Hello Readers,

In addition to character interviews and explanations of how myths tie into the stories in my Osteria Chronicles series, Behind the Book (brought to you every Tuesday by yours truly) is also a place to reveal some of the historical research that went into creating the world within the books. Last week, I covered the enviable life of Ancient Rome’s Vestal Virgins; this week I’ll take you into the relaxing realm of ancient bathing. So let’s dive in!

The Baths of Ancient Rome

File:Rom Caracalla-Thermen von Süden.JPG
Baths of Caracalla (courtesy of Wikipedia, Creative commons license)

Homes in Ancient Rome for most people were rather tiny one- or two-room affairs that had no space for a place to soak after a hard day of conquering the known world. Some of the rich could afford to install a bath room, but these were small baths that may have had only one pool. To really enjoy the full bath experience, the wealthy would saunter off to the public baths.

Now, public baths in Ancient Rome weren’t sordid places like modern day hot tub facilities. Most were lavish structures that not only served as a place to get that barbarian blood or Appian Way dust cleaned off your skin, but also served as a social club of sorts where people hung out, made political and business deals, and some even had gyms attached to them so you could show off before taking a dip.

Getting Your Ancient Clean On at the Roman Baths

Bath, England
Bath, England

The Romans didn’t have any Mr. Bubble to dump into their bath water and they also didn’t have a single tub to climb in and out of. A day at a Roman bath would start out with a little workout to get your skin sweating and loosen up some of the grime (sort of like wetting down your car before you wash it). You then went off to disrobe and collect all your bath goodies. Of course, if you were wealthy, you didn’t carry your own stuff, you had your slave do it. No slave? No problem! You could just hire one at the baths. So convenient.

Now you’re ready to get clean so you step into a slightly warm room where your slave slathers you down with oil. Yes, oil. Olive oil readily snatches up dirt and grime and was the ancient answer to soap. Once you’re greased up like a pig, your slave uses stirgils to scrape away all the oil. Stirgils by the way are semi-dull blades that come in a variety of sizes to get all your dirty nooks and crannies. After your scrape down, take a plunge in the slightly warm bath water before moving on to the next room.

This next room is stifling hot – so hot in fact, if you forgot your sandals, your feet are going to be cooked. How does it get so hot? Under the bath house is a furnace stoked by hard-working slaves. The heat from the furnace goes up through the floor and into the bath water. A series of ducts direct more heat along the walls and floor. In this sauna/hot tub combo your pores open up releasing all sorts of grease and toxins as you steep in the pool.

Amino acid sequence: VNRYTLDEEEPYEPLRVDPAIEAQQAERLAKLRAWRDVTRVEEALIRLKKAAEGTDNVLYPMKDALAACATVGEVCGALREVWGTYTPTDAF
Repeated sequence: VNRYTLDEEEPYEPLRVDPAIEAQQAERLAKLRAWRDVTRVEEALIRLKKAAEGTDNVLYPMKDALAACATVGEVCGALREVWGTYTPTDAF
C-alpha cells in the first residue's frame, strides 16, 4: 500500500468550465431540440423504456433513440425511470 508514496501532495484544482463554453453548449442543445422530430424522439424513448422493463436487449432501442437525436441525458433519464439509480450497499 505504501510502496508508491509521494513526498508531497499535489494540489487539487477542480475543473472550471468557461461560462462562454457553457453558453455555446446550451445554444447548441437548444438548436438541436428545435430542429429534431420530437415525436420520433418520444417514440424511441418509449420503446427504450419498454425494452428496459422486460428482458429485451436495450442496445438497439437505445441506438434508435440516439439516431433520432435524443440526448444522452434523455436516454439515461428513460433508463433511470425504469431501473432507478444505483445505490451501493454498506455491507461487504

Once you’ve been parboiled, you drag your way into a cold room and a pool of chilly water. This plunge tightens up your skin and probably wakes you up after the sluggish heat of the previous room.

The whole ritual of bathing could eat up hours of your day, but you could skip certain steps if you were in a rush. However, rushing wasn’t the point. The point was to see and be seen, start a conversation with an influential senator, or find out gossip about the emperor. Oh yeah, and to clean up a bit.

Since you’re clean and shiny, why scurry off to home? At the baths, you might be able to catch a show, enjoy a meal, read in the library or continue that conversation you started with a certain senator as you take in the latest art exhibit.

Explore more info on Ancient Roman Baths at PBS.

Bathing in The Osteria Chronicles

As with the wealthy folks of Ancient Rome, the well-to-do in Osteria often have room for a bath house within their own home. However, these aren’t as elaborate as the Roman baths. Instead of separate rooms, the warm, hot and cold pools are housed in a single room about the size of a modern room for an Olympic-sized pool.

Unlike Ancient Rome, the bath water in Osterian baths gets replenished often (Marcus Aurelius complained about how disgusting bath water could get). This replenishment comes from either rain water being fed in through openings in the roof or, for the lucky few who have it, by indoor plumbing.

As in Ancient Rome, most skin cleaning in Osteria is done with oil and stirgil. However, there are no slaves, so you have to find a good (and trusted) friend to do the scraping in those hard to reach areas.

Ready for more Osteria? Why not read the first three chapters of The Trials of Hercules: Book One of The Osteria Chronicles

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